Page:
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How a newspaper helped a town come to grips with horrific grief.

Timbs teaches journalism at Winthrop University in Rock Hill, S.C.

It's how we deal with the dash that determines our destiny

The recent horrific crash of a van and tow truck that killed six children in rural South Carolina tested the limits of how far a community newspaper should go in covering grief. And the longtime publisher and editor of that paper, the twice-a-week, 6,800-circulation Marlboro Herald-Advocate in Bennettsville, says he's satisfied that the newspaper passed that test.

"The Charlotte (N.C.) Observer [about 80 miles northwest of Bennettsville] had a photo of the grandmother [of two of the children] in distress and anguish," says Bill L. Kinney Jr., owner, publisher, and editor of the Bennettsville newspaper. "But we can't do that. ... I just couldn't do that."

For one thing, Kinney says that the crash, among the most wrenching highway accidents in recent history in South Carolina and the worst road mishap ever in Marlboro County, had already devastated the local community where it occurred. Bad news travels painfully fast in Wallace, the scene of the busy intersection where a van carrying six children -- the youngest 7 and the oldest 11 -- was struck by a tow truck late in the afternoon of Feb. 16. So local folks in general and the parents, relatives, and friends of the victims in particular did not need nor did they expect their community's newspaper to sensationalize the deaths, says Kinney, who has worked in journalism for 41 years.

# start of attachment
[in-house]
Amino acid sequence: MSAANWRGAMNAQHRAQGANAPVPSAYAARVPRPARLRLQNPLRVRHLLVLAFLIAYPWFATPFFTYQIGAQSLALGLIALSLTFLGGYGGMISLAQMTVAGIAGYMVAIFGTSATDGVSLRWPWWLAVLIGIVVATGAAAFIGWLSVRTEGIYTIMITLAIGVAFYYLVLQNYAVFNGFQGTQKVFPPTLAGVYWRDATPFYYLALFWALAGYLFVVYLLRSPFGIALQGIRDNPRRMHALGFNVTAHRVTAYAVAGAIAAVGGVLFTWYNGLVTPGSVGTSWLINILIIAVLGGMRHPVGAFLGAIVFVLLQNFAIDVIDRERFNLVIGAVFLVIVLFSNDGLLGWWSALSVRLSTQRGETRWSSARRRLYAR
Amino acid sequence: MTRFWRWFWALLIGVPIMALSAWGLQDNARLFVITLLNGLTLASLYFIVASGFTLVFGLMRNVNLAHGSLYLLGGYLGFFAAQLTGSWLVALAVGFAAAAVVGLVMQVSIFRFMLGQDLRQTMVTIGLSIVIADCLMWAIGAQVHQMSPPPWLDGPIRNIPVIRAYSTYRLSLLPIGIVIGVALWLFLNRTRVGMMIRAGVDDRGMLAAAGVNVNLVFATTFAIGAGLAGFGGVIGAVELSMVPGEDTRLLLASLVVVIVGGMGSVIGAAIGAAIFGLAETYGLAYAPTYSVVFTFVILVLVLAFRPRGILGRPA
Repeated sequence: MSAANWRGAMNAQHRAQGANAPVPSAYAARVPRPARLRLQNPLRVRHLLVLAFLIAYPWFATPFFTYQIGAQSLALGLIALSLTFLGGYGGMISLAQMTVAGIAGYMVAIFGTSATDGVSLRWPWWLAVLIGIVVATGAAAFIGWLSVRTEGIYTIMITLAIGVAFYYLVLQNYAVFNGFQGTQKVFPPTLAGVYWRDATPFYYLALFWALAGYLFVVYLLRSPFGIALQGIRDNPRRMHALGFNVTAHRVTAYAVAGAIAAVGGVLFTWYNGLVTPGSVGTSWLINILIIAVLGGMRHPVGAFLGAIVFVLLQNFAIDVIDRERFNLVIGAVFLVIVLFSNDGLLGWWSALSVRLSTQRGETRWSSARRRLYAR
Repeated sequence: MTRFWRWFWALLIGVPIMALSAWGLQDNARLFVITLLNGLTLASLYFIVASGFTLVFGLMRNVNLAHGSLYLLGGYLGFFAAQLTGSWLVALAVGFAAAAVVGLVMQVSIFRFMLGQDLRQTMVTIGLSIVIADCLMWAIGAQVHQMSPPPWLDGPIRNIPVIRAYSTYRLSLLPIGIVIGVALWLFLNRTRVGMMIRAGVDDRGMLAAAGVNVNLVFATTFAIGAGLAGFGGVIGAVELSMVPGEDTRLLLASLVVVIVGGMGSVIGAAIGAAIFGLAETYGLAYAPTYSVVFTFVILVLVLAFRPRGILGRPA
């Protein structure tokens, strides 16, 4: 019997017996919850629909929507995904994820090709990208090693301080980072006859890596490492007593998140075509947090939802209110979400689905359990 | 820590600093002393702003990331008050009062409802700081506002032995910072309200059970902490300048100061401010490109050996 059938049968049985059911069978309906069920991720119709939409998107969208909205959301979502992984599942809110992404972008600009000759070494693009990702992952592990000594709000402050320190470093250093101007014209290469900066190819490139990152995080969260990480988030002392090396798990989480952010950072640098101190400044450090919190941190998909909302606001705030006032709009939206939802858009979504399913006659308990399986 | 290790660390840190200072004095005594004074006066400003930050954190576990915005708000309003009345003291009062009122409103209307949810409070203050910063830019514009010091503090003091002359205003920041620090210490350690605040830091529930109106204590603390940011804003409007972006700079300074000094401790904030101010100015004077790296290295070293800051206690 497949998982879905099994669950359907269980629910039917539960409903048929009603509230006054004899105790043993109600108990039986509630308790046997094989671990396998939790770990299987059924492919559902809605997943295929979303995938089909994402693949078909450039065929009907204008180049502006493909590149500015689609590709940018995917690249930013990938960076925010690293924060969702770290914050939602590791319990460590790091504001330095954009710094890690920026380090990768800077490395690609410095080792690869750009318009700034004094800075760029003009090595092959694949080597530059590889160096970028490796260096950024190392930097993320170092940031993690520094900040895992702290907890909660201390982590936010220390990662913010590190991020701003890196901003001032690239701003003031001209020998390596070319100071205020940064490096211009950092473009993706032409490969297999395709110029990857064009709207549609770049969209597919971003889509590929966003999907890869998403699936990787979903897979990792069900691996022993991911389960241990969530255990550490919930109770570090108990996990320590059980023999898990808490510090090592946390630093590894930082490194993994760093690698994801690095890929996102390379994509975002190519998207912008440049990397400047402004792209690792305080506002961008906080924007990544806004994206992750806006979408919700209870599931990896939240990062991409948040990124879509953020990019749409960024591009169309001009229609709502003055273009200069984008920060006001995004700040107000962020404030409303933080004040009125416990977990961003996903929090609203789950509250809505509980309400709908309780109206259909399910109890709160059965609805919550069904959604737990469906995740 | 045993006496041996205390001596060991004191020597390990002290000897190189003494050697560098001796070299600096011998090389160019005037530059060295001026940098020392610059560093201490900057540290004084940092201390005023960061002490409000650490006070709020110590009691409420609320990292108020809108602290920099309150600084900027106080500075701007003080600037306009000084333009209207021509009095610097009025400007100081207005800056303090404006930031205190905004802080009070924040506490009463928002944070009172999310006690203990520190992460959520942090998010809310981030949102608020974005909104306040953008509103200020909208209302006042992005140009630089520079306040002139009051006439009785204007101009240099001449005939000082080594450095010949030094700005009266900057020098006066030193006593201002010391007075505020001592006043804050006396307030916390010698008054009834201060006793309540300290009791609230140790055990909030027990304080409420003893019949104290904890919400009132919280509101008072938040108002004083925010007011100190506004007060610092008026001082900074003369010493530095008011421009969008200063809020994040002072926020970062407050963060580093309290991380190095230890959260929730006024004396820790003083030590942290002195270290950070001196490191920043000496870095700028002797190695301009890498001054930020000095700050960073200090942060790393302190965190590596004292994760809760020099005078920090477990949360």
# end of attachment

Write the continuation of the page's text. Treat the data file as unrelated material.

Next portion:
Not that Kinney journalistically ignored the fateful highway accident which has caught the attention of a South Carolina legislator. (That lawmaker quickly introduced a bill that would require child-care centers, churches, and private schools to transport children in school buses instead of vans.) Kinney's newspaper included, among other things, the story of the crash and deaths, a photo of six crosses at the intersection where the van and truck collided, a photo of the van and truck (but of no bodies) at the crash site, and an editorial about how Wallace and the rest of Marlboro County could begin to heal.

Kinney had also just covered the first of three sets of funerals when he was interviewed for this story. The service, held at Wallace Elementary/Middle School for Arielle Nicole Malachi, 11, and her brother Willie Malachi, 10, drew at least 500 people, he says.

Attending that funeral and seeing other expressions of caring and support in Marlboro County, "a typical southern rural community" which is 50% black and 50% white, convinced Kinney that when it comes to grieving, racial differences don't matter.

"We worship together and we grieve together," Kinney says of how Marlboro County has united in trying to console the families and friends of the six young crash victims - two of whom were white and the other four black. "Race has been totally obliterated. It's just nonexistent."

Kinney says the tragic crash, which left the tow truck driver with minor injuries and the van driver -- mother of two of the children killed -- in fair condition at a Marlboro Park Hospital, has brought the community together. About 300 people and 70 ministers gathered at the hospital where the children were taken, Kinney says. Plus, nurses who had worked all day and who had just gotten off duty, came back to help all they could. And the school district rounded up all the counselors it could to work with the families of the children and help students deal with the shock of losing their classmates.

"The whole community really responded wonderfully and miraculously," Kinney says. "I think every church in the county had special prayers for the victims and their families."